Answers From the American Robin Expert
Teaching Suggestions

Special thanks to ornithologist Laura Erickson for providing her time and expertise in responding to your questions.

Elmwood Franklin School

Q. One first grader observed one robin singing in a tree and another circling around the tree chirping. Why would they do this?

A. It always makes me happy when students are careful observers!! The robin singing in the tree must have been a male, since it was singing. If the one circling the tree was a male, he must have thought the tree belonged in HIS territory and was trying to make the other robin fly away.

If the one circling was a female, it was probably the robin's mate. From your description, it sounds like it was agitated. I bet there wasn't a predator around, or the male would have stopped singing. She might have been frustrated at not finding a good nest spot, or she might have spotted another female in the tree, or might just have wanted to take a flight around her block! It would be interesting to use a stopwatch to time this kind of behavior, and see what she does next.

John F. Kennedy Elementary School

Q. Hi, my name is Erica Kelso. One year there was a family of robins in my tree. My dog Lady had killed the parent robins and we saved the babies. One of the robins comes back every year do you know why Chirp (the robin) comes back?

A. Hello, Erica! Chirp comes back because your yard is Chirp's home. Chirp knows all the best feeding and hiding places now, and trusts you. (I hope Lady knows now to leave robins alone!!) If robins do well in an area, they often return every year.

Chirp's brothers and sisters that you raised might also have wanted to come back to your yard, but Chirp was the dominant one--the one who could boss around the others--and robins are territorial when they grow up so they won't share their nesting home with their brothers and sisters or any other robins except their mate. Is Chirp a male or female? Does he or she find a mate every year?

From: OHIO
Pymatuning Valley Middle School

Q. We would like to know how many grams/ounces of food robins eat a day. Thank you Racheal, Aaryona, Nicole, and Autumn

A. Parent robins with nestlings spend more time each day hunting for food than at any other time in their lives. The two adults bring about 200 grams of food per day to the nest as the babies get close to fledging, so the babies are taking in about 50 grams each day. During this time, the robins are each finding more than 100 grams of food each, because they are eating some of it themselves.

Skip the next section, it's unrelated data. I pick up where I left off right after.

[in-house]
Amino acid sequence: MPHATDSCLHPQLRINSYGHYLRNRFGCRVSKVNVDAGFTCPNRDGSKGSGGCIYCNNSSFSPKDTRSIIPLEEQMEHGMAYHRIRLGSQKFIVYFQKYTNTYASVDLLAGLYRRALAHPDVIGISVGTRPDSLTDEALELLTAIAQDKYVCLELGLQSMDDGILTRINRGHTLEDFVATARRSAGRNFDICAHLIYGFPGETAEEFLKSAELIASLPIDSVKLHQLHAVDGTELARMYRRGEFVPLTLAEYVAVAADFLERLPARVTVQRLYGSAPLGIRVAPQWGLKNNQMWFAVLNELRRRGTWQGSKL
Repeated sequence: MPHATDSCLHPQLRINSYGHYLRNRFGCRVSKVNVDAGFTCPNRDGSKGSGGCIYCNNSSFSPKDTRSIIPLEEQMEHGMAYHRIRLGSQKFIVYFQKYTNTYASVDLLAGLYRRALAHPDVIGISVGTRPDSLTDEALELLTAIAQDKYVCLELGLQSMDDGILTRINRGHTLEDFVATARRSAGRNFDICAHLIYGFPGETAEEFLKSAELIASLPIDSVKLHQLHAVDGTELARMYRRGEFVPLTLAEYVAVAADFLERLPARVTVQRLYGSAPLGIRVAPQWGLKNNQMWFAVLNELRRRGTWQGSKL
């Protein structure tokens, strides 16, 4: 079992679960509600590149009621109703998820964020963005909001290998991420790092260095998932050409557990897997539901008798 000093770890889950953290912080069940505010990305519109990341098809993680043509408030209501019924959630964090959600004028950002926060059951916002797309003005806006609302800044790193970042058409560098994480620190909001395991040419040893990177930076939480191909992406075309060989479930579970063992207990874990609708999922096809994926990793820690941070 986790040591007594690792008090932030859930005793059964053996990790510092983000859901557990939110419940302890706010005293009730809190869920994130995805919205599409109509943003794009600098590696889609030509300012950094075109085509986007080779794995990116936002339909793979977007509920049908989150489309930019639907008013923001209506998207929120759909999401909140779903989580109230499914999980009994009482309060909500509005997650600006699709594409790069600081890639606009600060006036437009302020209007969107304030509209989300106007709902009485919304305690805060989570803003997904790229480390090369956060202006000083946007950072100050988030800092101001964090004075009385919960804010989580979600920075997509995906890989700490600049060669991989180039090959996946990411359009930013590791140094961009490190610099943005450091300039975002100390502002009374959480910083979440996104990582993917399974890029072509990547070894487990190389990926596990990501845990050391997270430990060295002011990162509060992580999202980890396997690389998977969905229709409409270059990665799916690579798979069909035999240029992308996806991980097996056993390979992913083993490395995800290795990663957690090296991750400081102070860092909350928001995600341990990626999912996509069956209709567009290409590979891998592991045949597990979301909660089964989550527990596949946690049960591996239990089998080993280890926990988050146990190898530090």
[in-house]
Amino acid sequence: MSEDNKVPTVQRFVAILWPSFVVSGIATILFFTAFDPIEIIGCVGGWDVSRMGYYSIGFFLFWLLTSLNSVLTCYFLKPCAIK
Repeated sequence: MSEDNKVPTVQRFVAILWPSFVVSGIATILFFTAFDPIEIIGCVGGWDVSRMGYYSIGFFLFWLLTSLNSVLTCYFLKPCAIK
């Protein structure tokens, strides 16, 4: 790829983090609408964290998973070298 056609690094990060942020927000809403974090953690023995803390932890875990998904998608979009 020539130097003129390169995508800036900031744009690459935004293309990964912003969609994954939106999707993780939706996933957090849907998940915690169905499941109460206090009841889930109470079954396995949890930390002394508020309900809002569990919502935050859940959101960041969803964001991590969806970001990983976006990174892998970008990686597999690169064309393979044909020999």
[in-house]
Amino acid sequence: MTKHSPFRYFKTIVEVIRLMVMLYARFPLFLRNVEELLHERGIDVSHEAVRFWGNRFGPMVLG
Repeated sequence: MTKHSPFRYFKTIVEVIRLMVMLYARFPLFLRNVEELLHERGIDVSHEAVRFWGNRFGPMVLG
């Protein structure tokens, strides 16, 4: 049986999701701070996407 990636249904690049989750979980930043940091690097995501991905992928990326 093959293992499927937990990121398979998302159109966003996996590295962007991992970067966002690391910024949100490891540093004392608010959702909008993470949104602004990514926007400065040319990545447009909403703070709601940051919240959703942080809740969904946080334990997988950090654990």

It is hard to find exact figures on how many grams per day adult robins eat, but it is probably fairly close to or even more than 50 grams. Their food items--earthworms, soft-bodied insects, and berries--have a high water content, so a lot of what they eat doesn't provide many usable calories. A normal-sized adult robin needs about 40 calories a day.


Q. We are aware of the darker richer color that the male robin species has compared to the female, however we have also heard the female has more white color plumage than males. Is this true? What are the best ways to distinguish male from female robins?

A. The throat area of robins is white with blackish streaks, and the eye has tiny white crescents above and below. These marks are a bit more pronounced in the male than the female. She is overall paler, especially noticeably in the head. In some areas she is more brownish black than dark grayish black. But there is a LOT of variation among robins from different areas. The best way is to carefully study the robins in your own back yard or the area around school. If you pay close attention, you'll notice that one is brighter than the other, and you can be certain that one is the male.

Some robins have white patches on their bodies. These birds are partial albinos. Sometimes when a bird gets an injury, new feathers in that area grow in white. But as robins get older, they are more likely to grow more of these white feathers, especially around their heads, even where they've never been hurt. And sometimes a robin is a partial albino from the time it grows its first feathers, and no one knows why those parts of its body don't produce normal pigments. Either males or females can be a partial albino.

    Laura Erickson
    Journey North Science Writer

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